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[Opinion] Ideological Education in North Korea

Posted October. 04, 2008 09:34,   


“United we stand” is one of the most used slogans in North Korea. The catchphrase is habitually used by Pyongyang’s official media on occasions such as New Year’s Day, the birthdays of the North’s late leader Kim Il Sung and his son and successor Kim Jong Il, and the days the (North) Korean People`s Army (Sept. 9) and the (North) Korean Workers’ Party (Oct. 10) were founded. Not surprisingly, the streets of Pyongyang are filled with banners with the slogan, along with others such as “Death-defying struggle to defend our nation,” “The revolutionary spirit of Mount Baekdu,” and “Hail to the great victory of military-first politics.” Even the North’s constitution has “United we stand” in a phrase urging the people to unite under its “juche (self-reliance)” ideology.

A week before the 63rd anniversary of the Workers’ Party, the North’s national news broadcaster announced that party members in Pyongyang, Chagang Province and South Pyongan Province have made headway on intensifying ideological education on solidarity. As Kim Jong Il failed to appear in public for about two months, the news has drawn much attention considering rampant speculation over his failing health. The North’s unusual intensification of ideology raises the suspicion of growing anxiety from Kim’s aggravating health, the selection of his successor, strained negotiations for denuclearization, and even fear of the collapse of its communist system.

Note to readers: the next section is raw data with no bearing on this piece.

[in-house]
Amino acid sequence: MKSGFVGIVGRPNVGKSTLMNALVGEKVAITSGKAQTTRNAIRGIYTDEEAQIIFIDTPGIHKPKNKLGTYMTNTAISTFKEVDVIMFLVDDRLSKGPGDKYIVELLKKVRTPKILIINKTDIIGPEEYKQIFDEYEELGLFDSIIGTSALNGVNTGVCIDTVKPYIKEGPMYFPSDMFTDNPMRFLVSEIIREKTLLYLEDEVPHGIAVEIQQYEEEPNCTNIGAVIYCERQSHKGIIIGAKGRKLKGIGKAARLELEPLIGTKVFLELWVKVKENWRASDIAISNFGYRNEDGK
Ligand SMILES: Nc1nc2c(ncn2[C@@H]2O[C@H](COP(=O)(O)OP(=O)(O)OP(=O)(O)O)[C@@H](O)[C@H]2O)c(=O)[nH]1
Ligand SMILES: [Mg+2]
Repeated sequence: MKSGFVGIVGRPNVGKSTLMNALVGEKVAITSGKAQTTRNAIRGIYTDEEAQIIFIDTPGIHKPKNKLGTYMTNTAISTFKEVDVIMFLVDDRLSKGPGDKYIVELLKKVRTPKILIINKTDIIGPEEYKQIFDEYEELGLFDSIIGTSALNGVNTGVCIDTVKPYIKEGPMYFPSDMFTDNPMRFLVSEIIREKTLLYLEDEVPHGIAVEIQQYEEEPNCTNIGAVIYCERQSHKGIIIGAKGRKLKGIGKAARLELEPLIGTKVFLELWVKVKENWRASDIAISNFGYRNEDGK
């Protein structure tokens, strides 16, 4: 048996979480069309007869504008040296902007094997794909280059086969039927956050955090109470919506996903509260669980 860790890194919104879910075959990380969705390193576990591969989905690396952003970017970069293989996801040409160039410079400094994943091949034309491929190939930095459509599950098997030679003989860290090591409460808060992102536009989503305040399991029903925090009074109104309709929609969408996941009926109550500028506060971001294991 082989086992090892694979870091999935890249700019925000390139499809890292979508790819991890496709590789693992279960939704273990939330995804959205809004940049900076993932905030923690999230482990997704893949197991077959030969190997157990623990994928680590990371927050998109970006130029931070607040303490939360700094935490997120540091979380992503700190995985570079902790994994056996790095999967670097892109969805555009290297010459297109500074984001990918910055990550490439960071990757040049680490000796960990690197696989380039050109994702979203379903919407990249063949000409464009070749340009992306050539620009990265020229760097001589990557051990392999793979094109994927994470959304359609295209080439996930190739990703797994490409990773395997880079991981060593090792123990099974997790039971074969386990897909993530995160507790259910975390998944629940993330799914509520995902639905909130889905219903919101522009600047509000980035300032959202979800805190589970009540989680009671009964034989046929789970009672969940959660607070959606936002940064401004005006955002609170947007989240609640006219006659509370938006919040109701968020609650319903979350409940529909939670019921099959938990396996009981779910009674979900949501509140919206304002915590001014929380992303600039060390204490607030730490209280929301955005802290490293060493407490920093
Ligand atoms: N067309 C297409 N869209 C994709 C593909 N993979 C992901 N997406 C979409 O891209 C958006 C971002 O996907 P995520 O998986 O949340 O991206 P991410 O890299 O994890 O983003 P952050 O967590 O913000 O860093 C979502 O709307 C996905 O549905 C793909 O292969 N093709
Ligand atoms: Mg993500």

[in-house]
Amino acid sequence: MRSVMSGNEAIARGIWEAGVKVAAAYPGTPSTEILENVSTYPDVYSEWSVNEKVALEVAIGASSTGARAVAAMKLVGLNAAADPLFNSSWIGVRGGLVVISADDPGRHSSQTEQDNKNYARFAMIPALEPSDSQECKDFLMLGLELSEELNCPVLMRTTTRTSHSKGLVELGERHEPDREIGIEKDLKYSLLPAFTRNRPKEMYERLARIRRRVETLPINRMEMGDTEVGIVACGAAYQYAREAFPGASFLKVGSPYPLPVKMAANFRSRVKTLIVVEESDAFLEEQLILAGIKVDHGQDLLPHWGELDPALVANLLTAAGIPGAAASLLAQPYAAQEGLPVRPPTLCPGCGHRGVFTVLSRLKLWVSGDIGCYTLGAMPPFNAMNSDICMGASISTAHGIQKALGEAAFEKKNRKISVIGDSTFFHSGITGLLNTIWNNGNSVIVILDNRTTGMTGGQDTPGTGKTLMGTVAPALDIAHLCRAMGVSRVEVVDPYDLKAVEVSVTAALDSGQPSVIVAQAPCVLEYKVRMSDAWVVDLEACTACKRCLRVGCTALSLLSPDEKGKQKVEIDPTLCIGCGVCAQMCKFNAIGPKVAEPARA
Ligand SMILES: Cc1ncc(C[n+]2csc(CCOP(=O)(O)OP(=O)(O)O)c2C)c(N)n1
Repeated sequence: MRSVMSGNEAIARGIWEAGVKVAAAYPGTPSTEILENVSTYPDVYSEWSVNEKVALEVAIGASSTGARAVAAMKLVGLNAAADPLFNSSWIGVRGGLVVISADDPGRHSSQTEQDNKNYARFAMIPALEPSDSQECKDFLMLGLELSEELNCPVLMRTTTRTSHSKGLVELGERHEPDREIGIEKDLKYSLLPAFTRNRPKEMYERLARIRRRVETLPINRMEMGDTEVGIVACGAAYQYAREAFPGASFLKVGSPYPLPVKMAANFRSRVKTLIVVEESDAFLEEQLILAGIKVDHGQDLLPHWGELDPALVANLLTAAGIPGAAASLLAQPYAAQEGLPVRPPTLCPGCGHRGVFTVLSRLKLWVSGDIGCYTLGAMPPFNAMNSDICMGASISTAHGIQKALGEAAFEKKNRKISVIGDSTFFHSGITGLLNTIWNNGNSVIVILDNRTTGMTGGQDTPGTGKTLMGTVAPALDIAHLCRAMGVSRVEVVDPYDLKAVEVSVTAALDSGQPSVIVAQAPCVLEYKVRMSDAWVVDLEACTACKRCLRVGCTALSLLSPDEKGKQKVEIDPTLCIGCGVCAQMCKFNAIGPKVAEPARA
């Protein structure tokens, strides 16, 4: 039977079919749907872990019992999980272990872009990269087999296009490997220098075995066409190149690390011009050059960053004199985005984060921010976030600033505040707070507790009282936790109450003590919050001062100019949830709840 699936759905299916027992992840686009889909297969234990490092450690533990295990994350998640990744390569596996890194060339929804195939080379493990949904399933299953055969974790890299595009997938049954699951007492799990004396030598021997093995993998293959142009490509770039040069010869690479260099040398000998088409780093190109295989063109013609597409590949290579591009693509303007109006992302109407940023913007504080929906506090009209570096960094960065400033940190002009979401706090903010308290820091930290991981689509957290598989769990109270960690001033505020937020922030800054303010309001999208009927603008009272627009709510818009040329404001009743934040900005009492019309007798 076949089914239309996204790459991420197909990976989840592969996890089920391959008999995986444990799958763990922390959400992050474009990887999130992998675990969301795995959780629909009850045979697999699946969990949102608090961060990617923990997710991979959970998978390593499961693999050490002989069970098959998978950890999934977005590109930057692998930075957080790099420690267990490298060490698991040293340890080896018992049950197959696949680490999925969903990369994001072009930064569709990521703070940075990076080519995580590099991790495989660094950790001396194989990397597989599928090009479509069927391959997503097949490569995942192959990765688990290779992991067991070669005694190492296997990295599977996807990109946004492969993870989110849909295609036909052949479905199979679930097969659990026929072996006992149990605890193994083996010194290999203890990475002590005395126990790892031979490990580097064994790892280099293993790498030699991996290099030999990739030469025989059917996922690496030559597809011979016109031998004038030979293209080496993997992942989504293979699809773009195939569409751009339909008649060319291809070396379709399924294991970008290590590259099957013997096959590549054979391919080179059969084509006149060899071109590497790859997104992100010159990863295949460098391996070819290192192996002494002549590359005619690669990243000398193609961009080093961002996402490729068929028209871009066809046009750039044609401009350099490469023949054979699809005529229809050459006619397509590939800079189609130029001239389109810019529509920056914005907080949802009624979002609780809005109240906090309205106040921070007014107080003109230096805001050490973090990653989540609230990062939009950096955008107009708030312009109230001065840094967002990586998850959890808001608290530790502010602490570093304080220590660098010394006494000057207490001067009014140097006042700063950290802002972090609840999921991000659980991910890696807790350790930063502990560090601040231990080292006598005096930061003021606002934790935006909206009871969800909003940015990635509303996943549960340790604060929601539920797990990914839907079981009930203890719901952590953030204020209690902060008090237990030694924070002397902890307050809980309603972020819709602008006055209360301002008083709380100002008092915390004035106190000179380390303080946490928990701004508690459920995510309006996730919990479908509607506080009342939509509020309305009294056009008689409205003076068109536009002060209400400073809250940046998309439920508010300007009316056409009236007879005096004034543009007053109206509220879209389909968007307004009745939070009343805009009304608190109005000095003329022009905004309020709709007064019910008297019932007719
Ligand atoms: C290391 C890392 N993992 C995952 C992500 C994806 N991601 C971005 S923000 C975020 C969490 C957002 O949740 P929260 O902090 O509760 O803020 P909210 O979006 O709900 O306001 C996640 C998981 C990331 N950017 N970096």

The North’s ideological education, however, has limits. Pyongyang failed to send its usual cheering squad of beautiful girls to the Beijing Olympics, despite having sent them to international sporting events in South Korea such as the 2002 Busan Asiad, the 2003 Daegu Universiade and the 2005 Incheon Asian Athletics Championships. It is said the North’s leadership no longer trusts its cheering beauties, who must promise not to tell anyone anything they see and hear while in South Korea but often fail to keep silent. With word of mouth spreading beyond their relatives and friends, the North Korean leadership has a hard time containing them.

The most popular songs in the North are those praising the revolutionary spirit, like “Song of General Kim Il Sung,” “Star of Chosun,” “Song of the Love of Comrades,” and “United We Stand.” Young people in North Korea often parody such songs with sarcastic lyrics criticizing communism. Despite the threat of severe punishment if caught by police, North Koreans dare to sing such songs. Among them, one called “Whistle” about unrequited love has become a sensation in recent years. This shows human instinct and sensitivity can never be fully repressed by education or force. We cannot but feel sorry for the North for being heavily reliant on such useless ideological education.

Editorial Writer Yook Jeong-soo (sooya@donga.com)